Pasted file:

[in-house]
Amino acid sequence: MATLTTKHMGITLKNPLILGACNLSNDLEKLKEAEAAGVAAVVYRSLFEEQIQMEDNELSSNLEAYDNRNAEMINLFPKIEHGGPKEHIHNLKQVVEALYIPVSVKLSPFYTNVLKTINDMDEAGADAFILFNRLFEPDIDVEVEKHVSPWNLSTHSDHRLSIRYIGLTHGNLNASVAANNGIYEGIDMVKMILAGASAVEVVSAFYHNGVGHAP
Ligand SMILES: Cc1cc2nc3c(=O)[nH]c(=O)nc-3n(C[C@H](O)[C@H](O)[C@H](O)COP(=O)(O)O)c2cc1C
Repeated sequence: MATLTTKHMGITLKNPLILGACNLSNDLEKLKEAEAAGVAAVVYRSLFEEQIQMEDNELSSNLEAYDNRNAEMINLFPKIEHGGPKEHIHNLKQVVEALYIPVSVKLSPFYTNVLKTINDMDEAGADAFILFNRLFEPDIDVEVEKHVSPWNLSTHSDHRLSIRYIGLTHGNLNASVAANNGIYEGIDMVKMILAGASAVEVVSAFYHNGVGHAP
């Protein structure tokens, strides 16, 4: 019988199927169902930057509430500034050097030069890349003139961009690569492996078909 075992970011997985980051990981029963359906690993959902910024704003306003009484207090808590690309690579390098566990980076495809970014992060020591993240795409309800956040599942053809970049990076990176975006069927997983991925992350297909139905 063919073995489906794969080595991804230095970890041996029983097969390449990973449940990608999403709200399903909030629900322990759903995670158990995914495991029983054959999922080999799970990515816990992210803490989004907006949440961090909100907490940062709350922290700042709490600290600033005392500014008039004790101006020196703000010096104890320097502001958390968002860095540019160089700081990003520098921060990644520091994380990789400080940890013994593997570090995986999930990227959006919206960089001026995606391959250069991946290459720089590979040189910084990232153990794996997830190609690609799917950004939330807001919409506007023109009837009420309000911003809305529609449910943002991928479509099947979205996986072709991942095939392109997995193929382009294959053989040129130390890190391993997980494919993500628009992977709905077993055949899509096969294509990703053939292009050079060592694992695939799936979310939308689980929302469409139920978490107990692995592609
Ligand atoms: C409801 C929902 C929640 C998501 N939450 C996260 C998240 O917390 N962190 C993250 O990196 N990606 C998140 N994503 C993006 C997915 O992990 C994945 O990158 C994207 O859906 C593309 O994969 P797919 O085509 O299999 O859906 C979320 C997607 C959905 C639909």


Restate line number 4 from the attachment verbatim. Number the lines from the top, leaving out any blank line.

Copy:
Repeated sequence: MATLTTKHMGITLKNPLILGACNLSNDLEKLKEAEAAGVAAVVYRSLFEEQIQMEDNELSSNLEAYDNRNAEMINLFPKIEHGGPKEHIHNLKQVVEALYIPVSVKLSPFYTNVLKTINDMDEAGADAFILFNRLFEPDIDVEVEKHVSPWNLSTHSDHRLSIRYIGLTHGNLNASVAANNGIYEGIDMVKMILAGASAVEVVSAFYHNGVGHAP